So why is advertising on social networks difficult? You need to know what cusotmer wants NOW! People in social networking mode are not in buying mode; at the same time high repeat users are extremely attractive to advertisers given the profile they are exhibiting.
So how do the leading networks increase ad revenue? Myspace and Facebook are launching today (“Selfserve” and “Pandemic”) solutions for this; very different to google adsense, targeted to usage patterns on the network. While facebook developer platform has been succesful, it is poor in terms of monetization. Summing up – scale audiences are becoming their own ad networks.
What can you do if you are not MySpace and Facebook? Gave example of Glam Media. Buys advertising in bulk from advertisers that fit with the brand. Also Peanut Labs : aggregates “Gen Y” surveys from market research firms. Incredibly, people happy to spend 15 mins filling out survey for a 50 cent reward – people lose track of time when they are online…
Why does Video work online? the fact that you can track via analytics who-watched-what is attractive; video advertising is great for brand awareness; gave all the well known examples of monetisation – pre/psot roll, invideo, promotialal content, sponsorship, search/display advertising, Pay per view. Of course, advertising works best if the content is differentiated and long (no point in a pre-roll on a 1 minute clip). trad. media companies have discovered that it is better to put out popular TV programmes via ad supported model online, rather than using PPV. North of $20 on CPM for video.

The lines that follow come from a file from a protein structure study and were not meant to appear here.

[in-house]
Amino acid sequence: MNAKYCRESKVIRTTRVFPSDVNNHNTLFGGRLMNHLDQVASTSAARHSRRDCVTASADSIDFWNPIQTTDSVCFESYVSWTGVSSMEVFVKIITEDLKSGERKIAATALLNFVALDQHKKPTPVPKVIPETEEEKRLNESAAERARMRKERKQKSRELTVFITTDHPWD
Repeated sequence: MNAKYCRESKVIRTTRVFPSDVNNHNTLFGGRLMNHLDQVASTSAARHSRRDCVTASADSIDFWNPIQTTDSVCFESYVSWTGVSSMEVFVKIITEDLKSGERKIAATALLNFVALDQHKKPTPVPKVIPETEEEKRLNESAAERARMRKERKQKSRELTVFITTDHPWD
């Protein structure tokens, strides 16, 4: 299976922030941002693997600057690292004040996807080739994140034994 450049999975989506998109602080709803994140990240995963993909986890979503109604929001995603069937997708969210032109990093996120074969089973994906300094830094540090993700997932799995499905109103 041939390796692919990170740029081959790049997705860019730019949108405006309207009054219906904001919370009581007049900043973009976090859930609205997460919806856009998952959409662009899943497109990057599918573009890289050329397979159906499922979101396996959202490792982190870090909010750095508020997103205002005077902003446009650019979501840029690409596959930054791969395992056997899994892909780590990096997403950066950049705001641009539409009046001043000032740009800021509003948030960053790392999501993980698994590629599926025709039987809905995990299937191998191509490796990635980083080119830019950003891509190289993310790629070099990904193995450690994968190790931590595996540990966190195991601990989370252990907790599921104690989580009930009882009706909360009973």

Then talked about local advertising – a huge market, but presenting ads in local content skyrockets ad prices (at least 3 times as expense for Adsense local adverts, e.g. restaurant+dublin). So though local advertising is attractive, the cost is prohibitive; local businesses by and large are not familiar with online process and fail to see how they can track and assess how well they are doing. Coupons in local press are where it’s at for them, and what these businesses are familiar with; Getting scale for keywords like “dentist” in local area is very, very tough and very tedious to scale in each market. you could partner with some one elses salesforce, sell some one elses ads, or charge users for premium content. A bit like Angies List -they provide reviews of local businesses, often interviewing people as they leave stores. Then uses a subscription model, often along the way providing coupons from selected businesses; Another provider is Reach Local – they provide a managed service to small businesses for google ads; focus is on easy to understand Ad sucess metrics and reports.
Conclusions – Christian thinks we are on the cusp of seeing ho advertising will REALLY work on social networks. For local online advertising though, it will continue to be difficult.